n By Heidi Neel
After a lifetime of studying birds, local resident Stefan Savides is one of the most talented avian sculptors in the world. And the Klamath Basin proudly boasts more of his public works than anywhere else. Bird lovers and art aficionados alike will want to set their GPS for a day trip of pure beauty.
First stop is Savides’ A Swirl of Terns, located at Sky Lakes Medical Center. Take in the beautiful view of Klamath Lake, then enter the hospital’s main entrance to see the flock of Forster’s Terns. Savides designed and created a hanging sculpture as the focal point for the building’s main lobby. Each of 48 Forster’s Terns “fly” above the three-story atrium stairwell.
Next, leave the medical campus and motor south on Highway 97 to Main Street. As you approach Lake Ewauna (pronounced eh-WA-na), Pelican on Parade is perched in the intersection on the edge of Veteran’s Park. This seven-foot-tall bronze sculpture is a monument to the sheer beauty and fluid motion of the white pelican in flight. Rarely seen in other parts of Oregon, the white pelican is ubiquitous in Klamath Falls. The city honored Savides by choosing this piece as its official symbol.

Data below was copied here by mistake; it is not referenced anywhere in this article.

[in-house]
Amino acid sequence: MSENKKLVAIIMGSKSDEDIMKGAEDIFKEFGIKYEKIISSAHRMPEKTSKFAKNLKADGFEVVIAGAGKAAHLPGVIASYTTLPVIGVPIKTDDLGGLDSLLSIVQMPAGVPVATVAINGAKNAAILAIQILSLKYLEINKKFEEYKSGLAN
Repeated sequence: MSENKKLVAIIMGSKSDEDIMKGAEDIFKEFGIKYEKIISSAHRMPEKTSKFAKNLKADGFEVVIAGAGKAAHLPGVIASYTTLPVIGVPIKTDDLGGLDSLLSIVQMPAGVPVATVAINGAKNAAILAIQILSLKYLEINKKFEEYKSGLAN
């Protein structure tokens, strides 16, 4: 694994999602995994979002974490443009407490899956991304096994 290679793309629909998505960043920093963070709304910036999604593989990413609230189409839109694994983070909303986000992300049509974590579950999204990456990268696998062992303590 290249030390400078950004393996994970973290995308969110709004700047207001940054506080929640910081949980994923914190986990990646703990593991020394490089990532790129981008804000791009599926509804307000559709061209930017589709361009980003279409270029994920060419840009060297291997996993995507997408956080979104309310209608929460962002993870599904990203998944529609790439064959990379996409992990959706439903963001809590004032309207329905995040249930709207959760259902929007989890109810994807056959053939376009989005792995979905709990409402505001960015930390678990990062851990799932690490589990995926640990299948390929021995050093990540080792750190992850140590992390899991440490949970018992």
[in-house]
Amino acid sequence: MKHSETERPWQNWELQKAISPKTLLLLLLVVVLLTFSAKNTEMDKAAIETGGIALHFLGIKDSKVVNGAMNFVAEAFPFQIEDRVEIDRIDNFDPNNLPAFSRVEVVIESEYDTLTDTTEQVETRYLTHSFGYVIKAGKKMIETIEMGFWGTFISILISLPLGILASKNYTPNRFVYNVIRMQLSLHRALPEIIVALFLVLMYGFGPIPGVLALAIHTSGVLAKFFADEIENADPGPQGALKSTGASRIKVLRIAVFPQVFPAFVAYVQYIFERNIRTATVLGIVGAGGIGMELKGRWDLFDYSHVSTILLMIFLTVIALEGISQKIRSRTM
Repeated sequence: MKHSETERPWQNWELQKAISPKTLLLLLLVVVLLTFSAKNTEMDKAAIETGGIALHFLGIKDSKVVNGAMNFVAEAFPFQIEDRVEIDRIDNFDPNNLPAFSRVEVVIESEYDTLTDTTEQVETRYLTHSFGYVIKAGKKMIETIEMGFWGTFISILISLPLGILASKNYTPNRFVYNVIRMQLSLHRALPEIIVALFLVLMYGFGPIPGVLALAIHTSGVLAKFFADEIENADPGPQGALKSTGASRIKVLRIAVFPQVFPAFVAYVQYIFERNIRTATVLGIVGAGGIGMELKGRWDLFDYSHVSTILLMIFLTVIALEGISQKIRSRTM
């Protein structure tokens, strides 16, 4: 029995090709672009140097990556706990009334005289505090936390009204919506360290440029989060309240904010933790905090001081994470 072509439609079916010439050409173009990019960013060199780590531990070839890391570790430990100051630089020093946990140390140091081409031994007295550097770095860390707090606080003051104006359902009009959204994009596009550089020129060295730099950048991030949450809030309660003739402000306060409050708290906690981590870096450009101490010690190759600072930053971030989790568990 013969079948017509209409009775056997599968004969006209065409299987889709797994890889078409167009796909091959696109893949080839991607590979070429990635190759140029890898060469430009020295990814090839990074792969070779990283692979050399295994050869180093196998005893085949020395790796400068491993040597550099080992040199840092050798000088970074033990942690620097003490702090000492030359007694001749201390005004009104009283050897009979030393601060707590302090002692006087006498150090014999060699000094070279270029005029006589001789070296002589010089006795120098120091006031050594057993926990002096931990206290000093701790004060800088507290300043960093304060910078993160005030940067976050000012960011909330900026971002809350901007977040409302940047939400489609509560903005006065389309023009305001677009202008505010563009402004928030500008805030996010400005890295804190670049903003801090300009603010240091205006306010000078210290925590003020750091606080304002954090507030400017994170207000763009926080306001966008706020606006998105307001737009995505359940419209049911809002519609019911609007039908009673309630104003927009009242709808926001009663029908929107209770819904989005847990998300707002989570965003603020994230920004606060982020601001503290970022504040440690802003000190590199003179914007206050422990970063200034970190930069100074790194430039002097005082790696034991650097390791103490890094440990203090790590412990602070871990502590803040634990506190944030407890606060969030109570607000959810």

Just past the park and over the Link River Bridge sits the Favell Museum. Here Savides will show several of his beautifully patinated bronze sculptures at the Favell Museum Invitational Art Show & Sale on Sept. 28-29, with an extended exhibit on display through Oct. 26.
For a final dose of beauty, head 20 miles south across the Basin to Tulelake, Calif. Depending on the time of year, you may see white-faced ibis, heron, egret, cormorant, grebe, white pelican, and gulls. But you’re looking for the Steel Pelican Silhouettes that grace the Klamath Basin National Wildlife Refuge Headquarters. Established by President Theodore Roosevelt in 1908 as the nation’s first waterfowl refuge, there couldn’t be a more fitting home for world class avian sculptor Stephan Savide’s work.